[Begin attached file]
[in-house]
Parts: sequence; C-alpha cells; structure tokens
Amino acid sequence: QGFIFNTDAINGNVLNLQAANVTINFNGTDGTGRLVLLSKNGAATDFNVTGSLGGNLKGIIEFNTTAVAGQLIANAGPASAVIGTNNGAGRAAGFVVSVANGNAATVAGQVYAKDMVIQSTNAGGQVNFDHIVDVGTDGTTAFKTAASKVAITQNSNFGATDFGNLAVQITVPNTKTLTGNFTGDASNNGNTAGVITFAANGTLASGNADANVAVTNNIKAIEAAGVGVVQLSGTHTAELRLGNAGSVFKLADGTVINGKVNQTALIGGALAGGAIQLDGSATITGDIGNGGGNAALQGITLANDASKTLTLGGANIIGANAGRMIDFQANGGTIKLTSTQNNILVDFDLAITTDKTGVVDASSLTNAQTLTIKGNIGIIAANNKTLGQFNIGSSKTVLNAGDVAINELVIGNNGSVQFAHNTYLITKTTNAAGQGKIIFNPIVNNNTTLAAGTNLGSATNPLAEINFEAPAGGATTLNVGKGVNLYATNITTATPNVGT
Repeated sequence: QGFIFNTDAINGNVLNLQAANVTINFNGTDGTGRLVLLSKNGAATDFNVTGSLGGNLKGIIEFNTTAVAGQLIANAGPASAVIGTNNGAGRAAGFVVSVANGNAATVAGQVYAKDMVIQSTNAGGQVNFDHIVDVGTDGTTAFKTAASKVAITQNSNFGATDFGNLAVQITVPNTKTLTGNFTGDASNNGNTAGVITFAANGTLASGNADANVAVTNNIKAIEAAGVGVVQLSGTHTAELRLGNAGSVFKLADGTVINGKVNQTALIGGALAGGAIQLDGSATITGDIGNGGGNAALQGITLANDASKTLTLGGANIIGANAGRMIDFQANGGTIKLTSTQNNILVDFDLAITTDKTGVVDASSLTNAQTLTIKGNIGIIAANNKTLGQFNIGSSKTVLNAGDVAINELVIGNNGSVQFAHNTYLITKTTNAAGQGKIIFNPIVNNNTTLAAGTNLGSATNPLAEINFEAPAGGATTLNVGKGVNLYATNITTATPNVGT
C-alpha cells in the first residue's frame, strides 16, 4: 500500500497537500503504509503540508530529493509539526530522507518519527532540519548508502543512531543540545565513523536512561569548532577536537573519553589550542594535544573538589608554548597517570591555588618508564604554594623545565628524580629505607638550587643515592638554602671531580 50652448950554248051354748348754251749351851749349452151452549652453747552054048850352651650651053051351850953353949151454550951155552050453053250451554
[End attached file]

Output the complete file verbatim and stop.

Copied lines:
[in-house]
Parts: sequence; C-alpha cells; structure tokens
Amino acid sequence: QGFIFNTDAINGNVLNLQAANVTINFNGTDGTGRLVLLSKNGAATDFNVTGSLGGNLKGIIEFNTTAVAGQLIANAGPASAVIGTNNGAGRAAGFVVSVANGNAATVAGQVYAKDMVIQSTNAGGQVNFDHIVDVGTDGTTAFKTAASKVAITQNSNFGATDFGNLAVQITVPNTKTLTGNFTGDASNNGNTAGVITFAANGTLASGNADANVAVTNNIKAIEAAGVGVVQLSGTHTAELRLGNAGSVFKLADGTVINGKVNQTALIGGALAGGAIQLDGSATITGDIGNGGGNAALQGITLANDASKTLTLGGANIIGANAGRMIDFQANGGTIKLTSTQNNILVDFDLAITTDKTGVVDASSLTNAQTLTIKGNIGIIAANNKTLGQFNIGSSKTVLNAGDVAINELVIGNNGSVQFAHNTYLITKTTNAAGQGKIIFNPIVNNNTTLAAGTNLGSATNPLAEINFEAPAGGATTLNVGKGVNLYATNITTATPNVGT
Repeated sequence: QGFIFNTDAINGNVLNLQAANVTINFNGTDGTGRLVLLSKNGAATDFNVTGSLGGNLKGIIEFNTTAVAGQLIANAGPASAVIGTNNGAGRAAGFVVSVANGNAATVAGQVYAKDMVIQSTNAGGQVNFDHIVDVGTDGTTAFKTAASKVAITQNSNFGATDFGNLAVQITVPNTKTLTGNFTGDASNNGNTAGVITFAANGTLASGNADANVAVTNNIKAIEAAGVGVVQLSGTHTAELRLGNAGSVFKLADGTVINGKVNQTALIGGALAGGAIQLDGSATITGDIGNGGGNAALQGITLANDASKTLTLGGANIIGANAGRMIDFQANGGTIKLTSTQNNILVDFDLAITTDKTGVVDASSLTNAQTLTIKGNIGIIAANNKTLGQFNIGSSKTVLNAGDVAINELVIGNNGSVQFAHNTYLITKTTNAAGQGKIIFNPIVNNNTTLAAGTNLGSATNPLAEINFEAPAGGATTLNVGKGVNLYATNITTATPNVGT
C-alpha cells in the first residue's frame, strides 16, 4: 500500500497537500503504509503540508530529493509539526530522507518519527532540519548508502543512531543540545565513523536512561569548532577536537573519553589550542594535544573538589608554548597517570591555588618508564604554594623545565628524580629505607638550587643515592638554602671531580 50652448950554248051354748348754251749351851749349452151452549652453747552054048850352651650651053051351850953353949151454550951155552050453053250451554